On August 8th, 2021, a team of four graduate students from the University of Toronto presented their ethical design in the world’s first ever roboethics competition, the RO-MAN 2021 Roboethics to Design & Development Competition. During the competition, design teams tackled a challenging yet relatable scenario—introducing a robot helper to the household. The students’ solution, entitled ”Jeeves, the Ethically Designed Interface (JEDI)”, demonstrated how home robots can act safely and according to social and cultural norms. Judges from around the world, with diverse backgrounds ranging from industry professionals to lawyers and professors in ethics, gave their feedback on the team’s submission. Open Roboethics Institute also hosted an online opinion poll to hear what the general public thinks about the solution for this challenge.

This week you’ll be able to listen to the talks of Jonathan Hurst (Professor of Robotics at Oregon State University, and Chief Technology Officer at Agility Robotics) and Andrea Thomaz (Associate Professor of Robotics at the University of Texas at Austin, and CEO of Diligent Robotics) as part of this series that brings you the plenary and keynote talks from the IEEE/RSJ IROS2020 (International Conference on Intelligent Robots and Systems). Jonathan’s talk is in the topic of humanoids, while Andrea’s is about human-robot interaction.

Author: Andrea Facco. Credits: Istituto Italiano di Tecnologia – © IIT, all rights reserved

Gaze is an extremely powerful and important signal during human-human communication and interaction, conveying intentions and informing about other’s decisions. What happens when a robot and a human interact looking at each other? Researchers at IIT-Istituto Italiano di Tecnologia (Italian Institute of Technology) investigated whether a humanoid robot’s gaze influences the way people reason in a social decision-making context. What they found is that a mutual gaze with a robot affects human neural activity, influencing decision-making processes, in particular delaying them. Thus, a robot gaze brings humans to perceive it as a social signal. These findings have strong implications for contexts where humanoids may find applications such as co-workers, clinical support or domestic assistants.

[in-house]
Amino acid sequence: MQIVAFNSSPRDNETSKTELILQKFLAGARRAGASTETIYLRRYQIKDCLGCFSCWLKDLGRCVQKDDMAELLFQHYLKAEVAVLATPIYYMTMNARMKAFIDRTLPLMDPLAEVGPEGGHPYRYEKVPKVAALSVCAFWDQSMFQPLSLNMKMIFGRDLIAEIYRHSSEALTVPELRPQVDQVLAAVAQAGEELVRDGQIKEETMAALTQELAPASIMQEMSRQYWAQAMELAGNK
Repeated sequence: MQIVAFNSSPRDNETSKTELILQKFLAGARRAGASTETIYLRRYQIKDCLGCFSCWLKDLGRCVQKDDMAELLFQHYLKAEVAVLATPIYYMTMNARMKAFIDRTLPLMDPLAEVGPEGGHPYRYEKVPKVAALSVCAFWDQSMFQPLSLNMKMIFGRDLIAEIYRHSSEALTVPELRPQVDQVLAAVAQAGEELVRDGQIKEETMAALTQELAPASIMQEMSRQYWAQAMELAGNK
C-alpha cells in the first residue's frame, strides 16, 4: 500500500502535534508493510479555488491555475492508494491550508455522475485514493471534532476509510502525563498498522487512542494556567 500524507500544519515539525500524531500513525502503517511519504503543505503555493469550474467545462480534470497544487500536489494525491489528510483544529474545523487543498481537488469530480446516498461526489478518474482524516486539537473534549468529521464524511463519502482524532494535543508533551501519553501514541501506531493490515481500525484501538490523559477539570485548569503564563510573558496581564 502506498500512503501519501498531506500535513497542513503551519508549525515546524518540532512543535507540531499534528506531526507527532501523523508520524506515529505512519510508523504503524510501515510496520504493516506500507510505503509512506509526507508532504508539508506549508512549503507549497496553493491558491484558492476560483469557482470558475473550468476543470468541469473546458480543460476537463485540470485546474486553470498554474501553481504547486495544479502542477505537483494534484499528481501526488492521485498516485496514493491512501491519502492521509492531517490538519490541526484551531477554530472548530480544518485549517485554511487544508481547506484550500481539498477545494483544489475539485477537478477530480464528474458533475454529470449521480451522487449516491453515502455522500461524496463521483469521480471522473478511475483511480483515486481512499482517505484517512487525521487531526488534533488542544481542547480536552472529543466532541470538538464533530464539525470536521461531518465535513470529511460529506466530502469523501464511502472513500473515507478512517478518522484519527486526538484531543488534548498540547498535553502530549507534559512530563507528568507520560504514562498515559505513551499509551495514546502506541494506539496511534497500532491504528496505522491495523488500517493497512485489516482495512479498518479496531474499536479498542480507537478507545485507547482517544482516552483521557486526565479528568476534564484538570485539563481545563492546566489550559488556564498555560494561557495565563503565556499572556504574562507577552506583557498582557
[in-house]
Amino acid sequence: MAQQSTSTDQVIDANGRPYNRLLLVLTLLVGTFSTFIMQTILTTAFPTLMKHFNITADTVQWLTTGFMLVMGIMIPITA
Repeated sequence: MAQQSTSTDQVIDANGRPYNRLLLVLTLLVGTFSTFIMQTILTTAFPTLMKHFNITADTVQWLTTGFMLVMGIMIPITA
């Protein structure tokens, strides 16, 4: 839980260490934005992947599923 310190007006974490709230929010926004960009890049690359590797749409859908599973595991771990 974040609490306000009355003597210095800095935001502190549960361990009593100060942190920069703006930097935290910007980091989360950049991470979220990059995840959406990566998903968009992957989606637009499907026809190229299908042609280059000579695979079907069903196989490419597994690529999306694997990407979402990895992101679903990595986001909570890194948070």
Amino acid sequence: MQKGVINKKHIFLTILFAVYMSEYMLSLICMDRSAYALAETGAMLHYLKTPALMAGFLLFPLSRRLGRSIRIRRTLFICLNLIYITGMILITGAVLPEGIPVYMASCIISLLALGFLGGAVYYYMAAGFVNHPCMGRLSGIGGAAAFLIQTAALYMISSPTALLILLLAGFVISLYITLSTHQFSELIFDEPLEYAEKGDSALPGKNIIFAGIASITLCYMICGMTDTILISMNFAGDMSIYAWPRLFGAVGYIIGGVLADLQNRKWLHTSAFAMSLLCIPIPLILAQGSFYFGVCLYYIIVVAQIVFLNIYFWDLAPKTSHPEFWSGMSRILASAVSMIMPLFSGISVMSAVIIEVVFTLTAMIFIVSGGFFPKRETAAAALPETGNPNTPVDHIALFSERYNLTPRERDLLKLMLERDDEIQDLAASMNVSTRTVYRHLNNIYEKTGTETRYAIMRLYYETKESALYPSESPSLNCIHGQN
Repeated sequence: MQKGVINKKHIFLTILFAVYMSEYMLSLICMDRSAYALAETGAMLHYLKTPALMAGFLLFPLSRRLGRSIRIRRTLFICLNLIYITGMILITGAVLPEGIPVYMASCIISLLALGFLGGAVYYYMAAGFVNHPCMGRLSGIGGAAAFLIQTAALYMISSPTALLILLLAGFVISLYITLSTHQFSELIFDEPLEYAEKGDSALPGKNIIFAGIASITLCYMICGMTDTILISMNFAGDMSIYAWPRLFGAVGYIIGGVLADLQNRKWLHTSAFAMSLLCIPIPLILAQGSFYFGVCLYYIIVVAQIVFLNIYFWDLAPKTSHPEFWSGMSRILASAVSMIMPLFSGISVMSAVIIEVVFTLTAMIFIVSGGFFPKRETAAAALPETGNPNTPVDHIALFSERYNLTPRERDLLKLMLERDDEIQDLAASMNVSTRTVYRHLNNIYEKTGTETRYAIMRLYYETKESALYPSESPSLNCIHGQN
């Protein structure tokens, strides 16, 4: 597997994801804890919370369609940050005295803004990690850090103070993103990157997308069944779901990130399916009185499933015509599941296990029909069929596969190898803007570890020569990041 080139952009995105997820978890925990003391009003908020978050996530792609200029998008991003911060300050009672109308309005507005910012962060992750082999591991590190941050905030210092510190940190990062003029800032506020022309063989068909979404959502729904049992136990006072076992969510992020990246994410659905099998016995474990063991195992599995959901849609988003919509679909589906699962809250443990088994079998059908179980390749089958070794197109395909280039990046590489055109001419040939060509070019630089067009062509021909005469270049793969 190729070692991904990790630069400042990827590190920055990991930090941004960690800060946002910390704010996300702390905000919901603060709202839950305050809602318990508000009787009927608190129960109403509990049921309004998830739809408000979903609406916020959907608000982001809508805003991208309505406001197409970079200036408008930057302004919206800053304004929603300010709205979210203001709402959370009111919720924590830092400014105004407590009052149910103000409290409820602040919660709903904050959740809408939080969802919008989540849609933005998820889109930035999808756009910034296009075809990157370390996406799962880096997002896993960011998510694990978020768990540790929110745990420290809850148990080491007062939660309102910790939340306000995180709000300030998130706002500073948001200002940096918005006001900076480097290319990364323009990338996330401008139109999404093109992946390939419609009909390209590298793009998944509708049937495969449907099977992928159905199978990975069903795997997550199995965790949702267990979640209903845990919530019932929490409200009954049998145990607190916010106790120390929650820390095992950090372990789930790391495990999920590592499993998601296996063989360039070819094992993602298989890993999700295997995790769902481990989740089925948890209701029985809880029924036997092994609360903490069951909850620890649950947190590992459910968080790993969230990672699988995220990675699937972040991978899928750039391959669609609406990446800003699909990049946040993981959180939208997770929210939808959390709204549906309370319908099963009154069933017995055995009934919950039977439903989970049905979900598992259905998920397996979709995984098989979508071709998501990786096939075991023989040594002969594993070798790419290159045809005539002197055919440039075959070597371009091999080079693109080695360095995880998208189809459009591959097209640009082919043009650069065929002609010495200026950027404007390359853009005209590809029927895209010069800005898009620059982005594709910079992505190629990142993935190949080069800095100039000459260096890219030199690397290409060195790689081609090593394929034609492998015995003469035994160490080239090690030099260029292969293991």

We’re reaching the end of this focus series on IEEE/RSJ IROS 2020 (International Conference on Intelligent Robots and Systems) original series Real Roboticist. This week you’ll meet Michelle Johnson, Associate Professor of Physical Medicine and Rehabilitation at the University of Pennsylvania.

In February we asked ‘How can robotics help Rob, the gas leak detector?’, when announcing our collaboration with Alliander about cognitive robotics and worker wellbeing. Today, we are able to share some tentative insights.

As part of our series showcasing the plenary and keynote talks from the IEEE/RSJ IROS2020 (International Conference on Intelligent Robots and Systems), this week we bring you Nikolaus Correll (Associate Professor at the University of Colorado at Boulder) and Cynthia Breazeal (Professor of Media Arts and Sciences at MIT). Nikolaus’ talk is on the topic of robot manipulation, while Cynthia’s talk is about the topic of social robots.

During the last decades robots are transforming from simple machines to cognitive collaborators. The distance that has been covered is long, but there are still challenges, as well as opportunities that lie ahead. That was also the main topic of discussion in the agROBOfood event ‘Visioning the future of agri-food robotics’ by a panel of experts of the domain.

In this fourth release of our series dedicated to IEEE/RSJ IROS 2020 (International Conference on Intelligent Robots and Systems) original series Real Roboticist, we bring you Peter Corke. He is a Distinguished Professor of Robotic Vision at Queensland University of Technology, Director of the QUT Centre for Robotics, and Director of the ARC Centre of Excellence for Robotic Vision.

The IEEE Robotics and Automation Society has recently released the list of winners of their best paper awards. Below you can see the list and access the publications. Congratulations to all winners!

Marsupial Robots
September 14, 2021